1Anthropology, California State University, Bakersfield, 2Department of Integrative Biology, University of California, Berkeley
Friday 1, 301E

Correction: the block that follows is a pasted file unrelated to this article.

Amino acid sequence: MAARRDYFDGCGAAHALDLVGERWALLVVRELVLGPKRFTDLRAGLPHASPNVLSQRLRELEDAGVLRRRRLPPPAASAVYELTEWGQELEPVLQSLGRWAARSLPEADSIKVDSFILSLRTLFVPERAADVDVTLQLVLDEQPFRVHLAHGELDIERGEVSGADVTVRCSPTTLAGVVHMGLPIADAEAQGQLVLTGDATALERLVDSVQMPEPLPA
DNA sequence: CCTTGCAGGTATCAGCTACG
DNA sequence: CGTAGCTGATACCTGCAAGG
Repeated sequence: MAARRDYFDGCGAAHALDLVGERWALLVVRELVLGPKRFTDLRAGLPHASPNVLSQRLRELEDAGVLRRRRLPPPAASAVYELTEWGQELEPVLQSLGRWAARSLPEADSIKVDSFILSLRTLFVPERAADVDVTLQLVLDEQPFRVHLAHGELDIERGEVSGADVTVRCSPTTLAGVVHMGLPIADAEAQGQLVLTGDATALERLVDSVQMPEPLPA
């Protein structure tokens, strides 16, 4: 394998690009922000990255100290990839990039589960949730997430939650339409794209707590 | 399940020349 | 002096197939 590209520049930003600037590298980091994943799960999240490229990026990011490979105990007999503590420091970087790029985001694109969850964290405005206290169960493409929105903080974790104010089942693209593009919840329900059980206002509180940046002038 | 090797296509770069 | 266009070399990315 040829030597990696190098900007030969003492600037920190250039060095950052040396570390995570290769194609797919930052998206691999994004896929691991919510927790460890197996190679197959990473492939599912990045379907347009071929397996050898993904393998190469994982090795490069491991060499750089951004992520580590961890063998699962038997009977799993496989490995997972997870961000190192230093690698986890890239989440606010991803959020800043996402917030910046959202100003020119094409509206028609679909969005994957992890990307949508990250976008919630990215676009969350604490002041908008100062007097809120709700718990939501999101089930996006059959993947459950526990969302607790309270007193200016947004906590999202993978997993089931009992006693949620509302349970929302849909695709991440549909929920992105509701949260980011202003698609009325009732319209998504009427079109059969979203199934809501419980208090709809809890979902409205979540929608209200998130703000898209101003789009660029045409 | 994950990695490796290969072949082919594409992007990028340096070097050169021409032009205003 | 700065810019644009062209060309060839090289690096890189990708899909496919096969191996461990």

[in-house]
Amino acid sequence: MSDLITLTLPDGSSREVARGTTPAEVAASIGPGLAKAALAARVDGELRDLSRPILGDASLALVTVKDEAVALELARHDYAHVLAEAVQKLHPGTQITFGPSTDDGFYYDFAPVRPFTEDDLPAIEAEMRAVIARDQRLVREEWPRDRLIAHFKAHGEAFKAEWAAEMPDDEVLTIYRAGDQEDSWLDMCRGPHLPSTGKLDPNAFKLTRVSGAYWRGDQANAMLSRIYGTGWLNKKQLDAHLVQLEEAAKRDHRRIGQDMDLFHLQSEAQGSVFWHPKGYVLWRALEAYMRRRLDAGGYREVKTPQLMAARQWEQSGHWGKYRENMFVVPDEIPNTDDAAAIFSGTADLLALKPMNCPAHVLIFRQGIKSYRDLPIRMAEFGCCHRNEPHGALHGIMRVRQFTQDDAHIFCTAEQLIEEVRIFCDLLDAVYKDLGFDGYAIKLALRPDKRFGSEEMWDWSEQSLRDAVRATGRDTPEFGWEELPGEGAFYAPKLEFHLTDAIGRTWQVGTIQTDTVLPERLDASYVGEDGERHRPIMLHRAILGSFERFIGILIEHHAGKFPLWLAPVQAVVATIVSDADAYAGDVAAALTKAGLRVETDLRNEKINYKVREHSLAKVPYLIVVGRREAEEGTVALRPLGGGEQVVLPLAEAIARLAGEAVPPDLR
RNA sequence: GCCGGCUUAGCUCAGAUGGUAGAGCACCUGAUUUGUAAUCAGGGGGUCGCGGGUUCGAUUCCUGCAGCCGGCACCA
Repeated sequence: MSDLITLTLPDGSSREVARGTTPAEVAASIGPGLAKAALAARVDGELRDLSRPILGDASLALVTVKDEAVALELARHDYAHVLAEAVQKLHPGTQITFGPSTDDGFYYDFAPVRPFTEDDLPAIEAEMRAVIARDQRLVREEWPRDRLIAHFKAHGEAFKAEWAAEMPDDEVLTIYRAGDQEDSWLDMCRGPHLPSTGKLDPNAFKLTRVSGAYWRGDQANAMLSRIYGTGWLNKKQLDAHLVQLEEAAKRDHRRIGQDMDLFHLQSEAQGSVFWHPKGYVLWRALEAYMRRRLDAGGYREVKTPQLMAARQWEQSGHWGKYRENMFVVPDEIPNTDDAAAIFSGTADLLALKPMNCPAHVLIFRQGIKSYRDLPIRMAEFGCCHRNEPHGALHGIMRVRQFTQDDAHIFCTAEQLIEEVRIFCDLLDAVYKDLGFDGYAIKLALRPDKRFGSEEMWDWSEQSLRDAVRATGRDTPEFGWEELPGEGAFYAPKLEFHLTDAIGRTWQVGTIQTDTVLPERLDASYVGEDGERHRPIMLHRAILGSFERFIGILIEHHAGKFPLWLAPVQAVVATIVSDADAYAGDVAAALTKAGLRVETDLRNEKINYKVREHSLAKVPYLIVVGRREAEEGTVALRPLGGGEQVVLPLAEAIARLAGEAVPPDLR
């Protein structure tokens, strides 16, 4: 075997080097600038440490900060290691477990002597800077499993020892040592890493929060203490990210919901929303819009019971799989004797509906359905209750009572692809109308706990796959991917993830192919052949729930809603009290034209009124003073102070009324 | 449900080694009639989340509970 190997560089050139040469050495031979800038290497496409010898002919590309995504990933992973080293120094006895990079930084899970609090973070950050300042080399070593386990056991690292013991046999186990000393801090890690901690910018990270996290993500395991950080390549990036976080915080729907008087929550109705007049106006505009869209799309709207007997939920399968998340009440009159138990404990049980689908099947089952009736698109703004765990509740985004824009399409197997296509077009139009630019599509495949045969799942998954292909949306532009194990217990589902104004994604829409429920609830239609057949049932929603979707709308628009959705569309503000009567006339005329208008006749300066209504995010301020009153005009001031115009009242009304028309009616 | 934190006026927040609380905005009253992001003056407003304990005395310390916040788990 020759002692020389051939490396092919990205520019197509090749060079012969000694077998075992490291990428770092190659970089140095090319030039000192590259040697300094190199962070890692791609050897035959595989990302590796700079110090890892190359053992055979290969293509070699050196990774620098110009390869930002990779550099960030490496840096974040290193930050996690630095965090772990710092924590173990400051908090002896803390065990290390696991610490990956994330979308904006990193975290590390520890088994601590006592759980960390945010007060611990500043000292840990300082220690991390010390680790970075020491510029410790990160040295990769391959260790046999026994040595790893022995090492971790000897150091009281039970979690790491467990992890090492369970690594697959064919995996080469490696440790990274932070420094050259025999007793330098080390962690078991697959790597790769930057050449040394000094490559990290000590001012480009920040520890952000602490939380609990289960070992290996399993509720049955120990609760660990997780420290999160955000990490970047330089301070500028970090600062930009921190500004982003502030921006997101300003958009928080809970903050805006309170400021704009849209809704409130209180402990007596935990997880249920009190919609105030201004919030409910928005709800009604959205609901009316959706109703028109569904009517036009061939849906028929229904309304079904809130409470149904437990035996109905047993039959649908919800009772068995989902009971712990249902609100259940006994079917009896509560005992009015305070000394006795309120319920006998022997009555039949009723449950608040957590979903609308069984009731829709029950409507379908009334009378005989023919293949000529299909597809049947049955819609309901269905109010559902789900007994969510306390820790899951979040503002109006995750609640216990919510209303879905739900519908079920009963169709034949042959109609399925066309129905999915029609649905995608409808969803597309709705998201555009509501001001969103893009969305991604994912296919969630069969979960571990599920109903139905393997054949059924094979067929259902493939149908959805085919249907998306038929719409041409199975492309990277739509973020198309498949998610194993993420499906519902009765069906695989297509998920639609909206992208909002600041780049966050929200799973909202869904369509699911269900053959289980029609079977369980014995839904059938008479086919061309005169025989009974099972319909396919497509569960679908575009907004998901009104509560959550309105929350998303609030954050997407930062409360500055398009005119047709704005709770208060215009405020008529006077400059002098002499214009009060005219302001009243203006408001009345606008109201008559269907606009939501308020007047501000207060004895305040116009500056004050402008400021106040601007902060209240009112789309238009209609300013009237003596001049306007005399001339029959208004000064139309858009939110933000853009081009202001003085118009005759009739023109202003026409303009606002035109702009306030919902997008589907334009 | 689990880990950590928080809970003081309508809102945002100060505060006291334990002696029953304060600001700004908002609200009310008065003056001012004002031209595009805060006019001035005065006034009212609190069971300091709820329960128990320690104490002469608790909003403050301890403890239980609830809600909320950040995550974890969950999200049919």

Over the last 70 years a consensus has emerged that dental development in humans is characterized by a greater degree of developmental buffering among females than males, that odontogenesis is characterized by a series of developmental fields which correspond broadly to tooth type by jaw, and that expression of sex dimorphism is uniformly expressed across adequately nourished human populations. This study tests these assumptions through assessment of mesiodistal and buccolingual dimensions of all permanent teeth except third molars among 2746 living individuals of 15 ethnic groups from South Asia.Bartlett’s chi-square indicates that most ethnic groups follow the expected pattern of greater variability among males, but a consistent minority displays the opposite pattern with greater variability among females relative to males. Dahlberg asserted that earlier developing “key” teeth within a dental field were less variable than later developing “distal” teeth, with one exception, the mandibular incisors in which the developmental field was held to have been reversed. Results obtained not only provide no support for wholesale reversal of the mandibular incisor field, but also indicate that sporadic reversals are common in all fields and corroborate Bartlett’s chi-square in demonstrating that reversals are equally common among females as males. Two-way ANOVA confirms that the two most important determinants of relative tooth size are position within a dental field and sex dimorphism, but ANOVA also reveals that expression of sex dimorphism differs in both the degree of expression and, to a lesser extent, in patterning throughout the dentition.